330 million tons of soybeans are produced every year in the world. 150 million tons of soybeans go towards the production of 30 million tons of soybean oil annually consumed (the most widely used oil in the world), another large portion is used to feed livestock, and the rest is used for the production of foods such as tofu, soybean shoots and other soy foods.
In addition to contributing to deforestation, the production of soybean oil requires the use of heavy industrial processes with large quantities of chemical solvents like hexane, which produces greenhouse gases and various forms of local pollution. Waste from oil production are used to feed livestock, but this contributes to increasing gastric methane emissions, especially from cattle. Finally, the production of tofu and other soy proteins is not an environmentally harmless process either.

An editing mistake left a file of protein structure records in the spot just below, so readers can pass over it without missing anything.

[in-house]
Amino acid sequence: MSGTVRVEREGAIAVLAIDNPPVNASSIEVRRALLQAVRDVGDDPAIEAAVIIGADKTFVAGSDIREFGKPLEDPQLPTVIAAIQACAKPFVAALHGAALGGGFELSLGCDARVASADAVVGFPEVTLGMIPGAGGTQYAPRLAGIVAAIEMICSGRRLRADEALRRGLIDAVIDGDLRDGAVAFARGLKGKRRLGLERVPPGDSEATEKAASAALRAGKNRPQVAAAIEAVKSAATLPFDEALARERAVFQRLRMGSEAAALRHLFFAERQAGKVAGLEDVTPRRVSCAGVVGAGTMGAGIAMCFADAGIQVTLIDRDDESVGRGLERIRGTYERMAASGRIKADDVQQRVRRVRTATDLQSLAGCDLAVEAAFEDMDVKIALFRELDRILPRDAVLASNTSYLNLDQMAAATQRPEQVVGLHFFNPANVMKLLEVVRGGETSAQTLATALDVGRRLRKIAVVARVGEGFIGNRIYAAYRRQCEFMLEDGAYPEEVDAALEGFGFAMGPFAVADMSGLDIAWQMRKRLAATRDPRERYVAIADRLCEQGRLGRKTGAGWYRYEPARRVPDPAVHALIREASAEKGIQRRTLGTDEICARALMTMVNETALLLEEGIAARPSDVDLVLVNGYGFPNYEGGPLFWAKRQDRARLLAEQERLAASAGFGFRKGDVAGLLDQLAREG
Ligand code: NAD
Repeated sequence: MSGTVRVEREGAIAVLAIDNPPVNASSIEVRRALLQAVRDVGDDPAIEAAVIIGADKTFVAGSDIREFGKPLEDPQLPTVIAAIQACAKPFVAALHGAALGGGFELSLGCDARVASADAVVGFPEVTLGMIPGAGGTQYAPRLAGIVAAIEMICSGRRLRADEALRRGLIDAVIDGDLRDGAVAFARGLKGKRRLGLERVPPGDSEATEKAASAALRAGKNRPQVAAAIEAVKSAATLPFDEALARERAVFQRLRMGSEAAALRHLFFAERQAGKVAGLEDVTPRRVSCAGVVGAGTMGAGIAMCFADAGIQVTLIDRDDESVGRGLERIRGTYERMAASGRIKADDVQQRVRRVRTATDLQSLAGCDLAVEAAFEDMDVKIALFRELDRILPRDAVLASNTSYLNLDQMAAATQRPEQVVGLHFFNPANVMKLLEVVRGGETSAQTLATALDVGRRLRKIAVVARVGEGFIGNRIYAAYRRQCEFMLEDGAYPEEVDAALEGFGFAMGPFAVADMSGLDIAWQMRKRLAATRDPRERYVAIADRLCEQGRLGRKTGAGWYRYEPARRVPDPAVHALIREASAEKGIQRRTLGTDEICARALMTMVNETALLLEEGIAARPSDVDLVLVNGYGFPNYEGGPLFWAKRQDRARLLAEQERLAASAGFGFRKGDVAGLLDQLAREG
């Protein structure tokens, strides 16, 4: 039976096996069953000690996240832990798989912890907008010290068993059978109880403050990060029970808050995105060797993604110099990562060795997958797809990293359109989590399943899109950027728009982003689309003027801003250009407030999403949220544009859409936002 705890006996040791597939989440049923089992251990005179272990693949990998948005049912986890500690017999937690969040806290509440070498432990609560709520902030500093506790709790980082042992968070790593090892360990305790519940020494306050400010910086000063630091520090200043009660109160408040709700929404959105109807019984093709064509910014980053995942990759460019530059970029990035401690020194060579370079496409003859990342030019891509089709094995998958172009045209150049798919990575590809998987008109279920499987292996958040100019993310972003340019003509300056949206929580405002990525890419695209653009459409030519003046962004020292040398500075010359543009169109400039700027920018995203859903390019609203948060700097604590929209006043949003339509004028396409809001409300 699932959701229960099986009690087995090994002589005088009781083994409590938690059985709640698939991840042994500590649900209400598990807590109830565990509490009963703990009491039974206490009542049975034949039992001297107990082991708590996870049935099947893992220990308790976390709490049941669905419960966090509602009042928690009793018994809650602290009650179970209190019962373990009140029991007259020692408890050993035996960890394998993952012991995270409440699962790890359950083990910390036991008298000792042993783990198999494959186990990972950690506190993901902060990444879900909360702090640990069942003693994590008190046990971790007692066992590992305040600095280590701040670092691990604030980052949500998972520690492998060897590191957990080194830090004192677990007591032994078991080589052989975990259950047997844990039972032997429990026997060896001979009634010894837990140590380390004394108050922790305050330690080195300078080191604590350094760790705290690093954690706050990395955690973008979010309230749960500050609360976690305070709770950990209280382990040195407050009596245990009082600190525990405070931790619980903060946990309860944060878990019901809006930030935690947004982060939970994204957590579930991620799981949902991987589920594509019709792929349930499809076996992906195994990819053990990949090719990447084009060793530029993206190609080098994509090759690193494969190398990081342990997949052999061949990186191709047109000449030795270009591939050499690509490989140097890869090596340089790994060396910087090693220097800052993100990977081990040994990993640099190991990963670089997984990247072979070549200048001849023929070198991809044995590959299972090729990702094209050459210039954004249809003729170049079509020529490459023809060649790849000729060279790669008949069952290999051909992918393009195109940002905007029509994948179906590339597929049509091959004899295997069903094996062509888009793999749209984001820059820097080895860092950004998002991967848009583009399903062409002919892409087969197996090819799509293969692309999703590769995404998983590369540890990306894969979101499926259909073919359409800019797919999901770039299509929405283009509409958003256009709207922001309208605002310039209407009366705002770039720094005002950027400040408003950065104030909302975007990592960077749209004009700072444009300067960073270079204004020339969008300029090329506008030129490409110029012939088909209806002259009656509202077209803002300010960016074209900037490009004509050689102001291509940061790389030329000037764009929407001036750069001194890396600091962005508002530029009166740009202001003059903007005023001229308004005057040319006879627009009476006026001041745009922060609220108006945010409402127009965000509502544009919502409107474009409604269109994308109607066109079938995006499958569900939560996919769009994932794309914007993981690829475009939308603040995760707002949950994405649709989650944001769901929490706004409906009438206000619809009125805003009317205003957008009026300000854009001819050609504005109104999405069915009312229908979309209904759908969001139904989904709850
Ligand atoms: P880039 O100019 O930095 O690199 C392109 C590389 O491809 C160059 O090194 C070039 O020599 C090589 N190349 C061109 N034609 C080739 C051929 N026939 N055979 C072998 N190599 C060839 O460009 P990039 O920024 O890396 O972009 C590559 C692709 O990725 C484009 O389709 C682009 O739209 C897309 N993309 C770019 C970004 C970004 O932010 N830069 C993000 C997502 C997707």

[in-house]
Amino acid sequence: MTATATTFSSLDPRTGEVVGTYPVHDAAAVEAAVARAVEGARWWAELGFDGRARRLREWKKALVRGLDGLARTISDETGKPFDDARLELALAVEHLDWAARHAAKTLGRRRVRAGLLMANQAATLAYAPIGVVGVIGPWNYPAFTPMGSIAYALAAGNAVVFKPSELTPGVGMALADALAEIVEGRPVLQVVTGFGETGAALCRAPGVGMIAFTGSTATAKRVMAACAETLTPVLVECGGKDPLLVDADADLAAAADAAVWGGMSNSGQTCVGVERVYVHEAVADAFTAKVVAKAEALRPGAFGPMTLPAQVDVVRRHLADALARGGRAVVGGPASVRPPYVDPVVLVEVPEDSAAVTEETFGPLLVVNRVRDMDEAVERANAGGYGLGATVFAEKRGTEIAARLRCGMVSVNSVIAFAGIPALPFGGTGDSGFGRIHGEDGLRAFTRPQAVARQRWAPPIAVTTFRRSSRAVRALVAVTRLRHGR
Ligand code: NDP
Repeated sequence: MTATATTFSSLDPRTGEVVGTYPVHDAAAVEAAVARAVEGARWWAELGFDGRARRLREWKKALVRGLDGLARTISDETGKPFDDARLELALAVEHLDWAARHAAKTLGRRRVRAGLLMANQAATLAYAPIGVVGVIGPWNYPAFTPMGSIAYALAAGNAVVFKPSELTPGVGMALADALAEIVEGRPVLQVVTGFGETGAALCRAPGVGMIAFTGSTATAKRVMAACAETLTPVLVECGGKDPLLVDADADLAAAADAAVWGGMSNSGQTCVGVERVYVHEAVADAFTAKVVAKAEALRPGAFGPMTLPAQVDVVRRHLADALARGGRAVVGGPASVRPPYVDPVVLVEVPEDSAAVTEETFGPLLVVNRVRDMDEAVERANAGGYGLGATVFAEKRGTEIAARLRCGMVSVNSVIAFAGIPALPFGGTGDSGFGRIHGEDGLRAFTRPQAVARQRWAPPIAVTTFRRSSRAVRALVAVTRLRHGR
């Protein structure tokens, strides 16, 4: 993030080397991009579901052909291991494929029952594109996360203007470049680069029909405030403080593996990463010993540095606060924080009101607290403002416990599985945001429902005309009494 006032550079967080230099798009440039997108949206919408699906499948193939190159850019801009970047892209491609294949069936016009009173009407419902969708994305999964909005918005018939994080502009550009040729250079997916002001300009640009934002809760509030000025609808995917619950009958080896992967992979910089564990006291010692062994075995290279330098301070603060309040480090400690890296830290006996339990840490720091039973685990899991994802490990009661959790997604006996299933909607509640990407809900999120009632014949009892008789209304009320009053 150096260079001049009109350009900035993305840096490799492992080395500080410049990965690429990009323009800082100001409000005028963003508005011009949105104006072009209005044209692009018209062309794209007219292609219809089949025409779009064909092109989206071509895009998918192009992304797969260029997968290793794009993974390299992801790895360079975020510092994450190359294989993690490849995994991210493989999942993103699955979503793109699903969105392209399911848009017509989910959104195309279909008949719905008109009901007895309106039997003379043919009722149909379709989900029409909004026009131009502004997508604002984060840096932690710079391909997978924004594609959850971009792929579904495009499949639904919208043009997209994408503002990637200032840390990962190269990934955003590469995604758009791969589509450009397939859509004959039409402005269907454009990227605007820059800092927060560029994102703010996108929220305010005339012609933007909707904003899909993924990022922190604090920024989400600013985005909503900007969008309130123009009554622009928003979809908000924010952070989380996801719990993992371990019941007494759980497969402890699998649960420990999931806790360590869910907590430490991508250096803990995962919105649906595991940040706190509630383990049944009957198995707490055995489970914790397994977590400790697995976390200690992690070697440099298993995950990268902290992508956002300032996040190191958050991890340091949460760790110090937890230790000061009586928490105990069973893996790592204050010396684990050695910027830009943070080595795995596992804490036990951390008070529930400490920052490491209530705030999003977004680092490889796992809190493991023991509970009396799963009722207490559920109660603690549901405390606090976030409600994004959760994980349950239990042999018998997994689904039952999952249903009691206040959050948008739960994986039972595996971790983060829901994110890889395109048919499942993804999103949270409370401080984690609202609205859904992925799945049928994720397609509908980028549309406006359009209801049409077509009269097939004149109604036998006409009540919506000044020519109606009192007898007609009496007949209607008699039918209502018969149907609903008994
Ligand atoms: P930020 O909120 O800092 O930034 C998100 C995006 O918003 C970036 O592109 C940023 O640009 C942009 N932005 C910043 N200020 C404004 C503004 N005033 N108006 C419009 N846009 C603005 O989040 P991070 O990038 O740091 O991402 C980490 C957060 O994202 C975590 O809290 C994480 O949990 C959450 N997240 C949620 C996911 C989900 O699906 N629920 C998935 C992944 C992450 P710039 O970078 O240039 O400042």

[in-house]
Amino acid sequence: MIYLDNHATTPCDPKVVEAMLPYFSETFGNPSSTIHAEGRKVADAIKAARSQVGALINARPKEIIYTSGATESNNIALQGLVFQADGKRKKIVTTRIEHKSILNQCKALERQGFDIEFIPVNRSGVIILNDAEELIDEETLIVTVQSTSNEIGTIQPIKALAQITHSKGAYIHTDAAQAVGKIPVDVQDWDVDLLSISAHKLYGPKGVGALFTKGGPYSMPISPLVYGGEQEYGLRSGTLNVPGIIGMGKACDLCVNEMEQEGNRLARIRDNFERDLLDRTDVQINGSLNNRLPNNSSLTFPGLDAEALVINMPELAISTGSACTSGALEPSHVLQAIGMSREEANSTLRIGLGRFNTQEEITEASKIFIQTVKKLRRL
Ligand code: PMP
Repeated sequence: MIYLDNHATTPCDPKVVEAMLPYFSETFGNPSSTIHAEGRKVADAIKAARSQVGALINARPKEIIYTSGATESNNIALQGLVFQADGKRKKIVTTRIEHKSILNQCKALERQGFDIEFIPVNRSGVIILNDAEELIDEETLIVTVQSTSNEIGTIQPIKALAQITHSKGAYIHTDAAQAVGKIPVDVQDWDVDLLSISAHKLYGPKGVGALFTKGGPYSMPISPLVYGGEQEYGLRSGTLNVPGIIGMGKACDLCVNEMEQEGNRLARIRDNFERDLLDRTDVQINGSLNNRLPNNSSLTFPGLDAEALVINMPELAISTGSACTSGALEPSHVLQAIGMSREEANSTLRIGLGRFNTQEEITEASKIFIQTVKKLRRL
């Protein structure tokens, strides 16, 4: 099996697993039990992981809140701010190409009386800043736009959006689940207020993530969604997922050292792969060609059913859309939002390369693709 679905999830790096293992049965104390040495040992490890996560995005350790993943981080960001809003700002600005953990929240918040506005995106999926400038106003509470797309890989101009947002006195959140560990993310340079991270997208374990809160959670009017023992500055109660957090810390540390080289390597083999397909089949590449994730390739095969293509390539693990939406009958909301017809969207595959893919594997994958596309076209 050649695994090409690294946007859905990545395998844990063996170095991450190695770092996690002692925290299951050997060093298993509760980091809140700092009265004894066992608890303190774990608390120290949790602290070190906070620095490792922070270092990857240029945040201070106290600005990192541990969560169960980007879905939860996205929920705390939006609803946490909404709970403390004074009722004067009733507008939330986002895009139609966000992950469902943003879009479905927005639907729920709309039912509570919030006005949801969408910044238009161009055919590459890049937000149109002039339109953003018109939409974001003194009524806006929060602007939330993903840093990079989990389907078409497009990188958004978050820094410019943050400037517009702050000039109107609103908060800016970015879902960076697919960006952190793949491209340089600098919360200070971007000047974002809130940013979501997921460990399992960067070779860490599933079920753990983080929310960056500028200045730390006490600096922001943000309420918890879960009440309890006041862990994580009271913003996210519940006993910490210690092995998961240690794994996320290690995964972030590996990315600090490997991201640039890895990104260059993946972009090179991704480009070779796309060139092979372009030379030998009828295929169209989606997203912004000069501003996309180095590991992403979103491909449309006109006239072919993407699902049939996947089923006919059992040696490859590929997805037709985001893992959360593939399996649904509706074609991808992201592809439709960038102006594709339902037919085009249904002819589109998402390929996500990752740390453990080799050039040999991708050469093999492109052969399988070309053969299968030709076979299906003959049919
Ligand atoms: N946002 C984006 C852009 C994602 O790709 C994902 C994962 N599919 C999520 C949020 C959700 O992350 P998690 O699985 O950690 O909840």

7. Mineral Water (and their bottles)
Mineral water has the image of being a healthy and natural food. The French adore this drink; they buy about 5.5 billion bottles each year. But if we factor in plastic bottle in which this water is sold, things look bad. It not only takes about 3 liters of water to produce a 1 liter bottle, but also about 11 fluid ounces of oil. 50 billion bottles of water are sold every year in the world, and it is estimated that 17 million barrels of oil are burned annually to make these bottles. That’s the annual gasoline consumption of one million cars.
Industry experts estimate that 80% of plastic bottles sold worldwide are not recycled. Countless bottles end up as waste in natural environments and pollute these ecosystems, including the ocean. (For more info: pollution of the oceans to micro-plastics). Several studies have shown that bottled water contains more toxic residues than tap water in developed countries, and blind tests have shown that consumers cannot differentiate between mineral water and tap water. Therefore, this environmental catastrophe could be avoided easily in countries where running water is healthy and treated.